Several civil rights, civil liberties and privacy rights organizations provide regular updates on the opposition against the VLVI, including the Center for Democracy and Technology, National Immigration Law Center, Georgetown’s Center for Privacy and Technology, and the Brennan Center for Justice, among others.

— Katharina Hering

Senator Gary Peters of Michigan voted in favor of banking deregulation on March 6, 2018, as well as his fellow Michigander, Sen. Debbie Stabenow, and 14 other Democratic Senators. Coincidentally, both Peters and Stabenow have history with banking lobbyists, as campaign and leadership PAC donations from securities and investments have been found via Peters has received $726,879, while Stabenow has obtained $587,939, ironically including corporate/PAC donations into the realm of the gender wage gap issue.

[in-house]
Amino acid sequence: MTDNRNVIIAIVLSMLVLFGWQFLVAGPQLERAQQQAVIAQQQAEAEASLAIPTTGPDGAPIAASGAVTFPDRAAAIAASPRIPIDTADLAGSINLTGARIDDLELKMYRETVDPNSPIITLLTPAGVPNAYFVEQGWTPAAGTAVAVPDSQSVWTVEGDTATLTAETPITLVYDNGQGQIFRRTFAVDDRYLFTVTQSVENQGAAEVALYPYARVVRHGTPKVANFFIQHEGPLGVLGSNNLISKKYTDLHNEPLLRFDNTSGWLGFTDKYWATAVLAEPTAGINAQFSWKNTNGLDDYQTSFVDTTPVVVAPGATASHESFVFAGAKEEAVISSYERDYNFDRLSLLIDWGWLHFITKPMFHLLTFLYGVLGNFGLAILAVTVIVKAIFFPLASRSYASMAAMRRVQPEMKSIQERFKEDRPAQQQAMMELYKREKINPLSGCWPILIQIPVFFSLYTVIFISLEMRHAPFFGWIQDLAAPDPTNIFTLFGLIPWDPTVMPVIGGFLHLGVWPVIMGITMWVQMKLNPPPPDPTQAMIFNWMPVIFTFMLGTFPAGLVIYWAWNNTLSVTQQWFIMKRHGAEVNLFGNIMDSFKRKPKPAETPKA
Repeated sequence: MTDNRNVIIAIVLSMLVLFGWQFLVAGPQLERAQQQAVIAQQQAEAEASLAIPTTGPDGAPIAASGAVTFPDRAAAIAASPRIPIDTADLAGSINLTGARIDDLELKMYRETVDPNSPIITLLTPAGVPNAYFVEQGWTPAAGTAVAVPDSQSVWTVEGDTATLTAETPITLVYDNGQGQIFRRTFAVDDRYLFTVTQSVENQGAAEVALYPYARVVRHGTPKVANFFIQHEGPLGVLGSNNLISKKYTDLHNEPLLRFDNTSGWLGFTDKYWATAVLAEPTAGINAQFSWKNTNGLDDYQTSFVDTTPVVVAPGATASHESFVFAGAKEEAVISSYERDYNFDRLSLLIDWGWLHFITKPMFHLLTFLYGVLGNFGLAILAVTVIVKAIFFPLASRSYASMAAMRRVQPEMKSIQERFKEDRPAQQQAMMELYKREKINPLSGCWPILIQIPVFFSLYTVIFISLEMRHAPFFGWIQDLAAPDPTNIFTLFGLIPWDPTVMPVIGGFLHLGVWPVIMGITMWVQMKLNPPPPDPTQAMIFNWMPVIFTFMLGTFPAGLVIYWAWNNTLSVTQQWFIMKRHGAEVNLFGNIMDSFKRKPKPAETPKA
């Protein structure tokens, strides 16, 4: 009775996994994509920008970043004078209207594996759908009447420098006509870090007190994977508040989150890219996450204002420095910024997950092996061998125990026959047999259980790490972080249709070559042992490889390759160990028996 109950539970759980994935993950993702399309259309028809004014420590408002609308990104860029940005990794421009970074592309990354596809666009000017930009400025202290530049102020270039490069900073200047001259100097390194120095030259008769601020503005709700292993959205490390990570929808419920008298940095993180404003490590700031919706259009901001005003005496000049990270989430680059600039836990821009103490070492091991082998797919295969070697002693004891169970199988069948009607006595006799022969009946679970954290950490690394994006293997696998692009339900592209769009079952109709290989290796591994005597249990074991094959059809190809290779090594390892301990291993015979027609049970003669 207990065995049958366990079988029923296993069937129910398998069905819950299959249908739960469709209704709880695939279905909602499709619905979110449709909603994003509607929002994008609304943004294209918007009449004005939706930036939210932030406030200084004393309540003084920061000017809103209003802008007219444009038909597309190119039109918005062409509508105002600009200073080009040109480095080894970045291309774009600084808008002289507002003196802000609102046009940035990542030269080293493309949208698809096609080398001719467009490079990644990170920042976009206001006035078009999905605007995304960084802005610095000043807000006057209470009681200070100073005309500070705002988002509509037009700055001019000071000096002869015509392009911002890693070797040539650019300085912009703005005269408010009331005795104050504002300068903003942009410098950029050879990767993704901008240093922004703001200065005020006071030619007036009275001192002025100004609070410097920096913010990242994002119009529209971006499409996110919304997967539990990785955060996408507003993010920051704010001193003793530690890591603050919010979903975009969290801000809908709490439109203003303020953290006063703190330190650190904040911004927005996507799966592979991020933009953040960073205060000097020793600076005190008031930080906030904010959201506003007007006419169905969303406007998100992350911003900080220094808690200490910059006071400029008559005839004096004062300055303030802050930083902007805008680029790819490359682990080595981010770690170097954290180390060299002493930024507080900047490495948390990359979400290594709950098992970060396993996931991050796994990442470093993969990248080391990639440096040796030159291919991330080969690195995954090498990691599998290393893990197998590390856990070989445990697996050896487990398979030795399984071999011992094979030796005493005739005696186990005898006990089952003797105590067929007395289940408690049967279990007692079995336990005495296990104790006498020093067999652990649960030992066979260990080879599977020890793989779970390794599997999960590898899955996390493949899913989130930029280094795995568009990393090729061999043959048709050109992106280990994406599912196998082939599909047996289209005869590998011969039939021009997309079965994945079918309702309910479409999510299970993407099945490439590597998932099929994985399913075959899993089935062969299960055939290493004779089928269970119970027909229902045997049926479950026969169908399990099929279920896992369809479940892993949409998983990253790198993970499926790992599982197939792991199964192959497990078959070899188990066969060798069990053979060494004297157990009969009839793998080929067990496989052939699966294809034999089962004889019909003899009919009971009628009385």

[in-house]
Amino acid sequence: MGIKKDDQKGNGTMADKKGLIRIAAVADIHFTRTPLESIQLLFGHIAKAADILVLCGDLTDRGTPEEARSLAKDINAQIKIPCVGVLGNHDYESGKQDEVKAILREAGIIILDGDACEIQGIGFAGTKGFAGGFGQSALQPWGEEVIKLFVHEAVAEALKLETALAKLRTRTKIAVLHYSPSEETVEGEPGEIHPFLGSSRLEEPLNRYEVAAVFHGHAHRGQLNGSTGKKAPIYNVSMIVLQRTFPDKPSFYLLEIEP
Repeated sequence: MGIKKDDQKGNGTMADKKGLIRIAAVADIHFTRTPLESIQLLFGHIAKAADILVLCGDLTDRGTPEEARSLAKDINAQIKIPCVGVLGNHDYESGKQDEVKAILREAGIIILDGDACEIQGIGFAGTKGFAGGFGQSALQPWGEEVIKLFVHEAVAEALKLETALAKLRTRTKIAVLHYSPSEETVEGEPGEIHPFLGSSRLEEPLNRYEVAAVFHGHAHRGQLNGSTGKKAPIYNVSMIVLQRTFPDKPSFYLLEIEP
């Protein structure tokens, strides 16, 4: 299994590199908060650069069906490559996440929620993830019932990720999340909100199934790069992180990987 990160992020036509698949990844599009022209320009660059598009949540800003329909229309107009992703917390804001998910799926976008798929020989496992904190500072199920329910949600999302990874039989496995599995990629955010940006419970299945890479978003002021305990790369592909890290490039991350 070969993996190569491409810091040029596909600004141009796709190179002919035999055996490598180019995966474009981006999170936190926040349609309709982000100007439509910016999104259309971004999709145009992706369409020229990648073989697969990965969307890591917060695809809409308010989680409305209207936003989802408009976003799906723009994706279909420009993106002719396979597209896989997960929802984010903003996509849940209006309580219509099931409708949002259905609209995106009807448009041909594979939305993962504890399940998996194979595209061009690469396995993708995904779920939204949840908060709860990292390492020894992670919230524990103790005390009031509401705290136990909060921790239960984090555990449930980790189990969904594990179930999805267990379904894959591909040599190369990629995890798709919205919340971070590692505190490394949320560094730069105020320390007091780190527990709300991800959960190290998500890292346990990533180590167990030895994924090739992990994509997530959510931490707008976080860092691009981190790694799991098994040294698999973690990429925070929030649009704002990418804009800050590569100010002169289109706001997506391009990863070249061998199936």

— Mark Prindiville

In following the activities of the TV, radio, and internet news program, Democracy Now!, the legislator, Tom Cotton (R-AR), and the legislation, H.R. 3923:  Dignity for Detained Immigrants Act of 2017 (Sponsored by Adams Smith, D-WA), failures of government accountability in documenting abuse of undocumented persons by government agencies (e.g. U.S. Immigrations Customs Enforcement, a.k.a. ICE) amid simultaneous efforts to bolster aggressive immigration enforcement policies, are increasingly apparent.